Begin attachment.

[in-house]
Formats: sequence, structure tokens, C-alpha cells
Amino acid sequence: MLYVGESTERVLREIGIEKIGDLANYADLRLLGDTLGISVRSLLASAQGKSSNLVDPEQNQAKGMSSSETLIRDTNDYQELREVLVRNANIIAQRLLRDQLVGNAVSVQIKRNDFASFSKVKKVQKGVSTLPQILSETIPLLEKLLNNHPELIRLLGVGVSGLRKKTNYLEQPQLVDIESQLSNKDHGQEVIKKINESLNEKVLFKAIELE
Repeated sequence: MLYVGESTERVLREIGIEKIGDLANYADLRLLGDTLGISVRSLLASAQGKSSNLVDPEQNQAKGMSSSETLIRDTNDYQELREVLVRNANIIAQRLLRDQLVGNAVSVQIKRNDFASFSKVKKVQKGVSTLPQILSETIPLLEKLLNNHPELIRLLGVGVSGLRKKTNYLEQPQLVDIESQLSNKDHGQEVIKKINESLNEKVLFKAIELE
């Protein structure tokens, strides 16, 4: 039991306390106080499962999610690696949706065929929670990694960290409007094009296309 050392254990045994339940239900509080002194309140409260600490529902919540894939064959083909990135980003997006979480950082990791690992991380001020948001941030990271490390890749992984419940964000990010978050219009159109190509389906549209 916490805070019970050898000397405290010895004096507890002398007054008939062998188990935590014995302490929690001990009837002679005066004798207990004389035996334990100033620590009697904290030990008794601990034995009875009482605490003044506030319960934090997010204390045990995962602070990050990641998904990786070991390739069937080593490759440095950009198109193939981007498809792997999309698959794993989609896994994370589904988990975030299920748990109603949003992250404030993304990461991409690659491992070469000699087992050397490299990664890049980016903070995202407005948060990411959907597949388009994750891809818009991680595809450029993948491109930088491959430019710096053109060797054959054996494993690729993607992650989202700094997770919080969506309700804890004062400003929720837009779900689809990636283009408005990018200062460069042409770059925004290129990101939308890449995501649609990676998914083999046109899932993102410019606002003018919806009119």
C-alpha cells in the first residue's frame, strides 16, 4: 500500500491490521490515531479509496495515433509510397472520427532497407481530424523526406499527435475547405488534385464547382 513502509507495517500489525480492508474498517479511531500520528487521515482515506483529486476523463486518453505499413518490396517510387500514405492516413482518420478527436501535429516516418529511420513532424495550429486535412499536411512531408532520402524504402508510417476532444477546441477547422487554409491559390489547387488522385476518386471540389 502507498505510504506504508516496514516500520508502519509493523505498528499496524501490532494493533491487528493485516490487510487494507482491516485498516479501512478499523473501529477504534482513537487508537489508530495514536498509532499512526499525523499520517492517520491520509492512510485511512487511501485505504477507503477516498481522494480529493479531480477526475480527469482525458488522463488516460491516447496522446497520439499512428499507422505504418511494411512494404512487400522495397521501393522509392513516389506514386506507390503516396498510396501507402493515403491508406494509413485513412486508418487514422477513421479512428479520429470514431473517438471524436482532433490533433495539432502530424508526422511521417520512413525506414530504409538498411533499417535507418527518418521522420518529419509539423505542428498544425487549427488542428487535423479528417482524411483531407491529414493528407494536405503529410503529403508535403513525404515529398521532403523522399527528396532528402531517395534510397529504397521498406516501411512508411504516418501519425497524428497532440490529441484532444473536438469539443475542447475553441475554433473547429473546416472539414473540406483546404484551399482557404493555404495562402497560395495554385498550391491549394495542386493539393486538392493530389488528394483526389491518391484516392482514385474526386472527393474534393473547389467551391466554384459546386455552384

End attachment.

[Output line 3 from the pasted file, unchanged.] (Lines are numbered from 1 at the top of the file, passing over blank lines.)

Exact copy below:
Amino acid sequence: MLYVGESTERVLREIGIEKIGDLANYADLRLLGDTLGISVRSLLASAQGKSSNLVDPEQNQAKGMSSSETLIRDTNDYQELREVLVRNANIIAQRLLRDQLVGNAVSVQIKRNDFASFSKVKKVQKGVSTLPQILSETIPLLEKLLNNHPELIRLLGVGVSGLRKKTNYLEQPQLVDIESQLSNKDHGQEVIKKINESLNEKVLFKAIELE